Acer Liquid in-depth review -

 

Look and feel

The Liquid is Acer’s best looking handset to date, although its glossy plastic chassis is still a tad oversized.

Ease of Use

The user interface is easy to navigate but the touch-screen has sluggish qualities – namely that if you want to punctuate your text be prepared for extra clicks.

Features

With an Android OS, the Liquid is primed for internet and loads of extra features are possible thanks to the downloadable apps available, but the phone itself doesn’t really offer anything more than other Android handsets.

Performance

Internet was speedy and it is quick at multitasking, but the laborious touch-screen keyboard meant messaging functionality was sluggish.

Battery life

Better than average battery life.

 Acer Liquid Review -
4

Review by Sunetra Chakravati,12/12/2011 3:57:10 PM

8

out of 10

Performance

6

out of 5

Look and feel

8

out of 5

Ease of use

8

out of 5

Features

8

out of 5

Battery life

Pros:

Good touch-screen, Facebook integration, applications load quickly, display is good for web browsing and movies

Cons:

Sluggish on-screen keyboard, lack of useful preloaded apps or widgets

It took several handsets, but Acer's found its groove with the Liquid. Well, kind of. The PC manufacturer’s first Android smartphone is a high-spec, slick looking bit of kit, but that’s really down to the fluidity of the Android OS, which plumps for all the standard smartphone goodies like a tonne of free apps, full sync to Google services and a nice, easy user interface.

Packing heat

The Liquid is one of the faster smartphones around, with a 768MHz Snapdragon processor whizzing along in its slightly oversized, glossy plastic chassis, along with a 3.5-inch high-res capacitive touch-screen (that’s the good kind) and five-megapixel camera.

The screen is made of tempered glass like the iPhone and feels just as smooth, while four touch-sensitive controls sit beneath the screen. Though the Liquid is definitely the most stylish handset Acer has put out, there’s still something vaguely unsexy about it – maybe it’s the slightly protruding lens (which does have auto-focus, in its favour), three rather large vents of the (tinny) on-board speaker, and the very obvious seams between the back cover and the rest of the phone. It doesn’t help that instead of sliding off the back cover, we had to prise it off with enough force to injure an errant thumb.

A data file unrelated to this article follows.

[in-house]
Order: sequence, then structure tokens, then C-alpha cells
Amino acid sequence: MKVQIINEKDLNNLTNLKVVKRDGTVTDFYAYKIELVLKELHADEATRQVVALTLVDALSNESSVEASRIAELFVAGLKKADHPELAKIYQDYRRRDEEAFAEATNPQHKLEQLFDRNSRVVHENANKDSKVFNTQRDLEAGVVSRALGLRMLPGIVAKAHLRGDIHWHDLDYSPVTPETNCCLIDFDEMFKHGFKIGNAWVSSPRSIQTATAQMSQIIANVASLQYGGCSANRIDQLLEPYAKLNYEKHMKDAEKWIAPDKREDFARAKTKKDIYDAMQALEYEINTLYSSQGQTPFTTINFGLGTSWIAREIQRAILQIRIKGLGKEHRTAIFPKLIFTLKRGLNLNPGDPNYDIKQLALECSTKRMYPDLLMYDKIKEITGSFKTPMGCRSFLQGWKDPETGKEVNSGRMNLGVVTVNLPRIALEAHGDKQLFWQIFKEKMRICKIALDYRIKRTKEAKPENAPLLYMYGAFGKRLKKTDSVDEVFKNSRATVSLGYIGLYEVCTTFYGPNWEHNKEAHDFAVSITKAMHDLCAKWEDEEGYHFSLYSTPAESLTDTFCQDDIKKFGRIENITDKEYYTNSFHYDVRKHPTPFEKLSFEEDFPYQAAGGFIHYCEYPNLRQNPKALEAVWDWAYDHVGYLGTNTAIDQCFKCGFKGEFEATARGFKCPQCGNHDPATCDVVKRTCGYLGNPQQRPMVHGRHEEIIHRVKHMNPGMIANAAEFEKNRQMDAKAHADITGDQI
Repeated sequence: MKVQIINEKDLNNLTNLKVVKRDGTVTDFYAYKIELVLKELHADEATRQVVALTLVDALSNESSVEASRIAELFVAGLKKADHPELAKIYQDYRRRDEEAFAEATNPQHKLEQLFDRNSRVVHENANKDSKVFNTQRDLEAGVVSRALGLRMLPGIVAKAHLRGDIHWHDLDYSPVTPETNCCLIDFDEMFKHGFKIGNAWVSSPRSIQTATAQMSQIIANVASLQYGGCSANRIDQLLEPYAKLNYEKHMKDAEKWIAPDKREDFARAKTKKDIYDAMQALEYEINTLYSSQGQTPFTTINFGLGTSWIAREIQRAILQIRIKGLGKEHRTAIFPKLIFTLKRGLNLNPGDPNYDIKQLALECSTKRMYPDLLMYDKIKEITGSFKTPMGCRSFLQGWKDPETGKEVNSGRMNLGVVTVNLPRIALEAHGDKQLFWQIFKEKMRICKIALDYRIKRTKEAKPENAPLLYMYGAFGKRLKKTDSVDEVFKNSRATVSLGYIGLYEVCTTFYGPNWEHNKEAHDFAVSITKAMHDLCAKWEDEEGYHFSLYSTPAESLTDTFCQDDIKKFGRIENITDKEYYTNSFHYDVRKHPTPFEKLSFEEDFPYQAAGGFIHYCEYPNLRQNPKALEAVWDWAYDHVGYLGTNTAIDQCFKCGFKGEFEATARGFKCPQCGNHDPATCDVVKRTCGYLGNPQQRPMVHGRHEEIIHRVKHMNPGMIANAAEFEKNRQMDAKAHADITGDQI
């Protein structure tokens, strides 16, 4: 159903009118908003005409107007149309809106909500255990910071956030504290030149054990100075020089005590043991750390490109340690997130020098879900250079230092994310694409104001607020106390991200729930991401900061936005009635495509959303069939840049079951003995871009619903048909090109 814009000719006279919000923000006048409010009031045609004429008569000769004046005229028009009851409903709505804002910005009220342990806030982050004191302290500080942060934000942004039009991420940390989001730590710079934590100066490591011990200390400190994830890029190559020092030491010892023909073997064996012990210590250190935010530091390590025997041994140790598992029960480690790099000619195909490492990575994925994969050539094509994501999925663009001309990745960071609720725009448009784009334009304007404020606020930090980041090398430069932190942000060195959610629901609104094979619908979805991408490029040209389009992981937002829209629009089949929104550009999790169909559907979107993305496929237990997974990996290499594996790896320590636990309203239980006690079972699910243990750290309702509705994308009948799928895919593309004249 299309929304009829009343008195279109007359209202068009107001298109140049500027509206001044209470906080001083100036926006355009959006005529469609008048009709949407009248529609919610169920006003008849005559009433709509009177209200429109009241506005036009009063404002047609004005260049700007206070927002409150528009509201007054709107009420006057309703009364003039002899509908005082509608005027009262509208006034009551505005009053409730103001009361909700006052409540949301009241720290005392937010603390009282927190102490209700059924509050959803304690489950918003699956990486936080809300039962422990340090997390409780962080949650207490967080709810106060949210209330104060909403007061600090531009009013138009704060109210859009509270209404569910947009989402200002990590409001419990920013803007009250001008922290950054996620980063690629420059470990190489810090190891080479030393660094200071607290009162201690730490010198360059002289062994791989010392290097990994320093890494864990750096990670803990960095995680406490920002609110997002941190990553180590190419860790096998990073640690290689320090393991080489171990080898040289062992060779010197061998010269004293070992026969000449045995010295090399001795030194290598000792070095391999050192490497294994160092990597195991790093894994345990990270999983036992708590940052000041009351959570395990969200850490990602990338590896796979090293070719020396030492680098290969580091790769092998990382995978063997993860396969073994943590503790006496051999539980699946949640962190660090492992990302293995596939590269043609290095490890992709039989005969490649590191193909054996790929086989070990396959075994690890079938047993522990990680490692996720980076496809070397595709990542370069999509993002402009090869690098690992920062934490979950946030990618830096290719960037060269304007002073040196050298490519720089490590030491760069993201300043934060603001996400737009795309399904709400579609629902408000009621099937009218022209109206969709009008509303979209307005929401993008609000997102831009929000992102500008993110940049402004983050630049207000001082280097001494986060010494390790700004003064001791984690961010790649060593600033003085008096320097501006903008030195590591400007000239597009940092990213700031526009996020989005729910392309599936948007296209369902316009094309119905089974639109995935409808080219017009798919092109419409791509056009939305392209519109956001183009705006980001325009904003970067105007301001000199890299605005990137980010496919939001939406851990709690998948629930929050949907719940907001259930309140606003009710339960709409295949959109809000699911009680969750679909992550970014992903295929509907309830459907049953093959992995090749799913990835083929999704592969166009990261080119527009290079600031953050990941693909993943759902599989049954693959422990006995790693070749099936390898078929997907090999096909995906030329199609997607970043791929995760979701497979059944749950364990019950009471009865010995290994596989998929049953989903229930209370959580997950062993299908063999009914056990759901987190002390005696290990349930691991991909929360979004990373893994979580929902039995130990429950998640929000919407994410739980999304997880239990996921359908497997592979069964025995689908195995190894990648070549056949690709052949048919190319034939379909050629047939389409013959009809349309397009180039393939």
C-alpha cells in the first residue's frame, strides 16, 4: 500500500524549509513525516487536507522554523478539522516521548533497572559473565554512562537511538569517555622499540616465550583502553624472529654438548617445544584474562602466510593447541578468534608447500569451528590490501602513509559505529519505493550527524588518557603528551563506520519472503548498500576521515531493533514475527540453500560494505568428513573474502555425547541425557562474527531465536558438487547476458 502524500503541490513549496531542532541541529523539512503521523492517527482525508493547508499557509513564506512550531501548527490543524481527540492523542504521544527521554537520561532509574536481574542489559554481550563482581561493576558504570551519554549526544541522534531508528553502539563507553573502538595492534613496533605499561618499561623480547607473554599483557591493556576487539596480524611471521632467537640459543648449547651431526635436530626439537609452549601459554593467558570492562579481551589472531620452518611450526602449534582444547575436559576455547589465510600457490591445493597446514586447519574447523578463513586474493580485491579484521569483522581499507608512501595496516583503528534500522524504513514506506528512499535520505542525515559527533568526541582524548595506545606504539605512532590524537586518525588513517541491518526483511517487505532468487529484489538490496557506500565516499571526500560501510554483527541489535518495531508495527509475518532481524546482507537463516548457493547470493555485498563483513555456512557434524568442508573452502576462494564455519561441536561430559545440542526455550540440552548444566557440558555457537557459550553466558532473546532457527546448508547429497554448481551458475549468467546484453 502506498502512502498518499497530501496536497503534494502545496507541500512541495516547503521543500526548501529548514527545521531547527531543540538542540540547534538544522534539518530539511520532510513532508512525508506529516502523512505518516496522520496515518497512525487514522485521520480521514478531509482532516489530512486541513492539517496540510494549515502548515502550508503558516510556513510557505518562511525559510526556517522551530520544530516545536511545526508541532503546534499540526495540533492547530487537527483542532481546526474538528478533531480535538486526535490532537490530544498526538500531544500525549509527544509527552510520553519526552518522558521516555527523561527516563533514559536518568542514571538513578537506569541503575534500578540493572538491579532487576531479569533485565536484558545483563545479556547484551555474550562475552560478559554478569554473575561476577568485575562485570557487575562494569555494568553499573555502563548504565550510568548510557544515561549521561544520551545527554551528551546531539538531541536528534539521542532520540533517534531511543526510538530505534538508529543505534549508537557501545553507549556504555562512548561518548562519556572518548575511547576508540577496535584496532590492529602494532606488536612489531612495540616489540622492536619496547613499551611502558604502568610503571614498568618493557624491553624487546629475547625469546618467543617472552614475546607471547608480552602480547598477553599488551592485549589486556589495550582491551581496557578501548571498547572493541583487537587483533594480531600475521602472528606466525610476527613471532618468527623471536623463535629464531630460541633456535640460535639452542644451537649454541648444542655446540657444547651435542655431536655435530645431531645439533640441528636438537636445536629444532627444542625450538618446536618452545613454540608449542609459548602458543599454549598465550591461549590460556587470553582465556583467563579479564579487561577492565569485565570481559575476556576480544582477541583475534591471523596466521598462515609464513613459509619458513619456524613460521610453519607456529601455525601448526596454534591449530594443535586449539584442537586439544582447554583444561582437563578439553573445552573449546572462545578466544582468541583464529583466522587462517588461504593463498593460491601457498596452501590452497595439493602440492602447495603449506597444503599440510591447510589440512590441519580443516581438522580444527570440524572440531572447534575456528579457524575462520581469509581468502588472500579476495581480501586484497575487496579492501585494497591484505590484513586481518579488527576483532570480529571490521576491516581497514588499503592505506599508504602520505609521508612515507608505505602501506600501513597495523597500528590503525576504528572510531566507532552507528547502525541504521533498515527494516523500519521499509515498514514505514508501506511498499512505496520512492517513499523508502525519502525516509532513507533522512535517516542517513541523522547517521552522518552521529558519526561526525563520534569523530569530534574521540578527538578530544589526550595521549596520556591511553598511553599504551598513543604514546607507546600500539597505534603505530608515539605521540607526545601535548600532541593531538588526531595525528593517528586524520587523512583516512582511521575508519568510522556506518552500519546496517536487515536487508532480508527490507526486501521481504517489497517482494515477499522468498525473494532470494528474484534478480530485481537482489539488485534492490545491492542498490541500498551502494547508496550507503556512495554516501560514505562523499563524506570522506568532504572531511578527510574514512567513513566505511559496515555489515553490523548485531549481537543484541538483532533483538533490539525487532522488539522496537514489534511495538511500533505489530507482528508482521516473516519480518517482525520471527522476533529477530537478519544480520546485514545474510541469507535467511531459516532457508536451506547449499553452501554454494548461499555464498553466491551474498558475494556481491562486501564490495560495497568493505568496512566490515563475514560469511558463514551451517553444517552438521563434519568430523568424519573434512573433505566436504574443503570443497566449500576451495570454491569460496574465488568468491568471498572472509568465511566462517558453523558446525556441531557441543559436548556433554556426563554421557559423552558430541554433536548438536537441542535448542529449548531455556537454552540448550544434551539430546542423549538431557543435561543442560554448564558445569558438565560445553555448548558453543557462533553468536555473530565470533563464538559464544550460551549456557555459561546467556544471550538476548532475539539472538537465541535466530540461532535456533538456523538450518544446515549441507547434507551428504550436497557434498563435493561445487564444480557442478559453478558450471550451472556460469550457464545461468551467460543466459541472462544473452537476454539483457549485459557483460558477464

Setting up the phone to sync your contacts, calenders and email is simple if you use Gmail or are on the Microsoft Exchange server – just type in your email address and, in the case of Exchange, fire up the preloaded RoadSync app, and the phone is ready for over-the-air syncing. It’s a little more problematic if you use Outlook, but aren’t on Exchange. A third-party app is required to manually sync your phone and PC via USB, but Acer doesn’t make one readily available, which is surprising, considering its long relationship with Microsoft.

Touch typist?

The actual phone interface is a very familiar Android look, with three customisable home screens and several preloaded widgets. There isn’t much Acer added-value, but what there is, we like – one ‘media’ home screen displays your last played song, photo or video in a stylish fan of ‘cards’, while the other incorporates the same fan-shaped widget for your web bookmarks. 

Thanks to its beefy processor, the phone loaded applications quickly, and was able to run multiple ones without noticeable lag.

Android phones seem to all boast a great touch-screen, and the Liquid is no exception, as navigating the phone is slick and smooth via light swipes and taps. Unfortunately, Acer just hasn’t managed to nail the touch-screen keyboard, which is slow to respond and often missed out letters. There’s no auto-correct where the right word is slotted in for you; only auto-suggest, so you’d have to actually type on a suggestion to input it. In fact, it’s only a spellcheck system, not a touch-screen optimised system that actually corrects based on the nearby letters. At least the comma and full stop are both on the main screen, but if you use any other symbols on a second screen, spacebar doesn’t move you back to alphabet, making for extra clicks per message. Like we said, the screen is slick enough in other functions, but it just won’t do if you’re a heavy emailer or texter.

Internet and extras

Like all Android phones, the Liquid is primed for internet, and its browser loads all pages in full with good picture rendering. We tested its speed over a Wi-Fi connection and most pages loaded in under 10 seconds. Each window maximises screen real estate with just an auto-fit button with zoom keys, and you can switch between multiple windows displayed in a grid.

The five-megapixel camera is decent in good lighting, though there’s no flash so low light shots are almost impossible. Once you snap the photo, you can MMS or email it, or upload it to Facebook or Picasa. The official Facebook app for Android is pretty anaemic, but Acer has done a little extra software magic and integrated both Facebook and Picasa so that you can sync contact info from both into your phonebook.

Conclusion

There isn’t enough bonus material from Acer to make the Liquid our Android phone of choice. The standard of smartphones running on Google’s powerful OS is high, and the Liquid hurdles it, but only just. Though its high-speed chip means applications load quickly and multitasking was better than most, the sluggish touch-screen keyboard will be a dealbreaker for many, us included.

 

Natasha Stokes